I gave you a head’s up this is going to be a lot about faith this week. All the usual topics will return next week, but I can’t let this week pass without focusing on why we’re celebrating.
Yesterday, I shared life lessons from Mary’s story in Luke 1. But Joseph doesn’t get nearly enough love this time of year. So today I wanted to share how some of the same life lessons emerge from Joseph’s experience.
Here’s the account from Matthew 1:
18 This is how the birth of Jesus the Messiah came about: His mother Mary was pledged to be married to Joseph, but before they came together, she was found to be pregnant through the Holy Spirit. 19 Because Joseph her husband was faithful to the law, and yet did not want to expose her to public disgrace, he had in mind to divorce her quietly. 20 But after he had considered this, an angel of the Lord appeared to him in a dream and said, “Joseph son of David, do not be afraid to take Mary home as your wife, because what is conceived in her is from the Holy Spirit. 21 She will give birth to a son, and you are to give him the name Jesus, because he will save his people from their sins.”
22 All this took place to fulfill what the Lord had said through the prophet: 23 “The virgin will conceive and give birth to a son, and they will call him Immanuel” (which means “God with us”). 24 When Joseph woke up, he did what the angel of the Lord had commanded him and took Mary home as his wife. 25 But he did not consummate their marriage until she gave birth to a son. And he gave him the name Jesus.
We see from our first introduction to Joseph, in verse 19, he was a good man. Joseph didn’t want to publicly disgrace Mary, but he couldn’t very well marry someone who had gotten pregnant by someone else, so he was going to quietly end everything.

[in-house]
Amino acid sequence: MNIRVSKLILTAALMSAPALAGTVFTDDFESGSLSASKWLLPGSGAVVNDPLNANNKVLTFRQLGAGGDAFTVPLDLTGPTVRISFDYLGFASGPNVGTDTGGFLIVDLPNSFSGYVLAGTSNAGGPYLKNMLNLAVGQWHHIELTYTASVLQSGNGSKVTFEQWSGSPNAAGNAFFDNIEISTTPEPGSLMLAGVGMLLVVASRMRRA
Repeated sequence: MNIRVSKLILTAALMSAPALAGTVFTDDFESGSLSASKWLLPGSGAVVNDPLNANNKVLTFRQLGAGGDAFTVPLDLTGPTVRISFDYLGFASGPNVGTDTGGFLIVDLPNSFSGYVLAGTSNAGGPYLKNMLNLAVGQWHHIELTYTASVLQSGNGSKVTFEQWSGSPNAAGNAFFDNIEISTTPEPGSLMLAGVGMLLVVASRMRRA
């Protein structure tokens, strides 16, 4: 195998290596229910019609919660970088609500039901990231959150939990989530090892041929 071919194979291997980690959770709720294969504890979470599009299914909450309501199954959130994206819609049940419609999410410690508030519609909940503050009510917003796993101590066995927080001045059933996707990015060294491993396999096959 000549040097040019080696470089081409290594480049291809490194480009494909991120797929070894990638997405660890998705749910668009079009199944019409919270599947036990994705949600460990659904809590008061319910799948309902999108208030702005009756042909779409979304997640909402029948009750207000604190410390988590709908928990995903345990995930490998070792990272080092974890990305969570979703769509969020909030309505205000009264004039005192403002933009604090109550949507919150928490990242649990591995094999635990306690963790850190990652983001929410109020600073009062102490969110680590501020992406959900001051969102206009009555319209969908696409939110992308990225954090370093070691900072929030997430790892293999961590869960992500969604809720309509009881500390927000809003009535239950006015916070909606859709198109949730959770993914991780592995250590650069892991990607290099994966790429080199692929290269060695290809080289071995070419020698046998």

Then he has a dream and the very first statement the angel makes mirrors the one given to Mary in Luke 1: Do. Not. Be. Afraid.
I love how throughout the Bible God tells us not to be afraid. That’s no easy commandment, but in my head it means He understands we would naturally be fearful about radical changes, callings, and commands. If you think an engaged man marrying a woman pregnant by someone else is a radical thing in today’s day and age, IMAGINE how mindbogglingly radical it would have been in Biblical times and cultures.
It’s the peace which passes understanding, the mention of His name, we see again here: Do not be afraid. You will name Him Jesus.
Don’t you love this part? Joseph was the one called to name God’s son. Joseph was given a role in this story which would fulfill prophesy. He gets to be a part of the promise – you are to give him the name Jesus, because he will save his people from their sins.
I lost it when I reread those words. You are to name Him. He will save his people from their sins. Even before He took a breath, the promise of salvation was spoken to those with whom He would be entrusted on Earth.
And just as in Mary’s story, Joseph had to accept his assignment. He had a hard role given to him as well. But when he woke up, he did what the angel of the Lord had commanded him (v.24). Even in the face of the hard and the anxiety and the certain obstacles with their families and friends, Joseph agrees. He says, “I’m in.”
Because of her yes, and because of his yes, the ultimate prophesy could be fulfilled (v.23): “The virgin will conceive and give birth to a son, and they will call him Immanuel” (which means “God with us”).
Merry Christmas. God with us.